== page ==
Barack Obama is in danger of giving deliberation a bad name.
The decision about whether to send thousands more troops to Afghanistan was never going to be easy, but events -- and a collision of egos in Kabul -- have conspired to make it even harder.
Obama was right to insist on a full review of whether U.S. interests are better served by expanding the American military footprint in Afghanistan or shrinking it.
But now, two months into his second “comprehensive policy review,” after eight Cabinet-level meetings and several slipped target dates, the president still hasn’t made up his mind.
In George W. Bush, we had a president who shot first and asked questions later. In Barack Obama, we have a president who asks the right questions but hesitates to pull the trigger.
Three weeks ago, former Vice President Dick Cheney accused Obama of “dithering.” At the time, the charge sounded premature and partisan -- but now some of Obama’s own supporters have begun to wonder whether Cheney was right.
Last week, the president’s indecision became even more apparent after White House aides let it be known that he was asking the military for more “exit strategies” -- what one official called “off-ramps” -- in case things go badly.
Those questions came after Obama’s ambassador in Afghanistan, Karl Eikenberry, sent two eleventh-hour memos questioning one of the basic premises of the war: whether the government of Afghan President Hamid Karzai could ever reform itself enough to make success feasible.
At the end of the week, officials said the president and his advisors weren’t seriously considering reducing U.S. troop strength; they are still converging on a narrow range of options that would send tens of thousands of additional troops. The debate, instead, is over how to define the mission -- and how to build those “exit ramps” without undercutting it.
Those are hard questions to answer -- harder still when a policy debate lasts for months and becomes public. These aren’t just style points; the battle in Washington is causing real problems for U.S. foreign policy, beginning with mixed messages to both allies and adversaries.
Defense Secretary Robert M. Gates described the dilemma succinctly last week: “How do we signal resolve -- and at the same time signal to the Afghans and the American people that this isn’t an open-ended commitment?”
The long debate has made Obama look indecisive and uncertain -- because he has been. And the leaks of conflicting positions have given his critics ammunition for the postmortem debate over any decision he makes. If Obama chooses to go small, hawks will accuse him of ignoring the advice of his own military commander, Army Gen. Stanley A. McChrystal, who asked for 40,000 additional troops. If he goes big, doves will accuse him of ignoring the advice of Ambassador Eikenberry, who said the additional troops wouldn’t do much good.
When he ran for president, “no drama Obama” prided himself on a campaign organization that never aired internal disputes and always closed ranks in common cause. Not in this process, which has turned into a very un-Obamalike battle of leaks and counterleaks. This much transparency, alas, creates a problem: Washingtonians love to keep track of winners and losers. A well-managed process gives losers a chance to lick their wounds in private, without suffering public damage to their reputations. This one is more likely to end in public recriminations.
The debate has frayed relationships between the military officers who proposed the Afghan escalation and the civilian politicians (Obama, Vice President Joe Biden, Chief of Staff Rahm Emanuel) who run the White House. White House officials were irritated when McChrystal’s strategy proposal leaked in October, seeing it as an attempt by the military to box Obama in.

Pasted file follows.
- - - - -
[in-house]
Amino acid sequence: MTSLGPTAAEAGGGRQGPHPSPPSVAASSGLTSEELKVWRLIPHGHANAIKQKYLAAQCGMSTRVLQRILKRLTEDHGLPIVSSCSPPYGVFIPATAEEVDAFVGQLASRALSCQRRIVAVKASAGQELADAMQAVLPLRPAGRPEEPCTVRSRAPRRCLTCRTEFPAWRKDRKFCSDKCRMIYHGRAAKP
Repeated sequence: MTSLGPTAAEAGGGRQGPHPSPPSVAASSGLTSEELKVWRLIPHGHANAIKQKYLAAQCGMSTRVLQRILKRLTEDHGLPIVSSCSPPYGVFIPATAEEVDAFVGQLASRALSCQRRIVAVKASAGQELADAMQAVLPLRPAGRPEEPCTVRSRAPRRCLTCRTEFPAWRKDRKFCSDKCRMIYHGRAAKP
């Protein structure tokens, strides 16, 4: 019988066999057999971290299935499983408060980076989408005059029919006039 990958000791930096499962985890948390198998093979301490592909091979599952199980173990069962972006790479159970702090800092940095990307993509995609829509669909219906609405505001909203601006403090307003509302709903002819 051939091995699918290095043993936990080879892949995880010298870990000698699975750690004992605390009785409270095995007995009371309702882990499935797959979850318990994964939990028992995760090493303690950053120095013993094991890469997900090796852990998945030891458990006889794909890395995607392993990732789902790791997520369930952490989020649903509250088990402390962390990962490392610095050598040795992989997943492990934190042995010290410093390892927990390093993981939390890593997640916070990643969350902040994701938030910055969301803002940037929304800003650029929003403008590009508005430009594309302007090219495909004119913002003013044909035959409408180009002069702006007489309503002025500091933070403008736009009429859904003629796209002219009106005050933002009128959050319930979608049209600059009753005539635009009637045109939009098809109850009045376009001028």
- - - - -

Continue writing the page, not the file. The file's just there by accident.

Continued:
The public friction between McChrystal and Eikenberry, himself a retired general, has now complicated things further. One of the keys to U.S. success in Iraq was the seamless partnership between military commander David H. Petraeus and civilian Ambassador Ryan Crocker. In Afghanistan, in contrast, the two top U.S. officials on the ground have repeatedly butted heads -- a situation that has much of Washington speculating whether, once Obama makes his decision, one of them will have to go.
No president should commit troops to a war if he’s not satisfied that the strategy is sound. No general should be given troops unless the premises of his strategy have been questioned. As Obama noted, he’d rather make a good decision than a fast one.
Obama needed to reassure the American public -- especially his own Democratic Party -- that he had considered every alternative before deciding to escalate this unpromising war. That’s one reason all these White House sessions have -- unusually -- been publicized in advance, photographed and described to reporters.
At this point, Obama appears to be hesitating for reasons of both substance and politics. Last spring, he could hope for an Afghan government run by someone other than Karzai; now that hope is gone. He has read the history of the Vietnam War, so he’s worried about getting in deeper without an off-ramp in case things go bad. He doesn’t think he can sell escalation to skeptical Democrats without that off-ramp.
Eliot Cohen, a military historian who worked in the George W. Bush administration (and who supports sending more troops), described the dilemma this way: “If he goes ahead with this decision, he’s basically going to be a war president.” That means devoting more budget money -- and even more important, more of his own time and political capital -- to waging the war. It could also mean paring back his domestic agenda, already slowed by economic and political adversity. It’s no wonder he’s hesitating.
But in the end, he still has to make a choice. When Obama launched this review of his strategy in Afghanistan, it was a good thing. But the longer it goes on, the more costly it becomes.